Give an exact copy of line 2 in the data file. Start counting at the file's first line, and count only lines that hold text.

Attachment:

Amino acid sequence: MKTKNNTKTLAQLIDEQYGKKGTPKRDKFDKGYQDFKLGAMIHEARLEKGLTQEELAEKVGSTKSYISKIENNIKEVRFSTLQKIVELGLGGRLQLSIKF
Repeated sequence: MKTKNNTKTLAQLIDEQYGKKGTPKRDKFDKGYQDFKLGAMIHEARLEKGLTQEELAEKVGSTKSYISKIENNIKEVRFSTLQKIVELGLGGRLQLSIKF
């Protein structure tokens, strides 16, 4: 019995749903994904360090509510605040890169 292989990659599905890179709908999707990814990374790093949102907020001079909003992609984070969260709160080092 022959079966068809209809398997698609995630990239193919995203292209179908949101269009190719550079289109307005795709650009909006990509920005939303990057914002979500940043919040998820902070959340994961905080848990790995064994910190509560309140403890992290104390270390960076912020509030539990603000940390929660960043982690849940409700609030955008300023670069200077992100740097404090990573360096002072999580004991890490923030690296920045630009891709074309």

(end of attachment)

Repeated sequence: MKTKNNTKTLAQLIDEQYGKKGTPKRDKFDKGYQDFKLGAMIHEARLEKGLTQEELAEKVGSTKSYISKIENNIKEVRFSTLQKIVELGLGGRLQLSIKF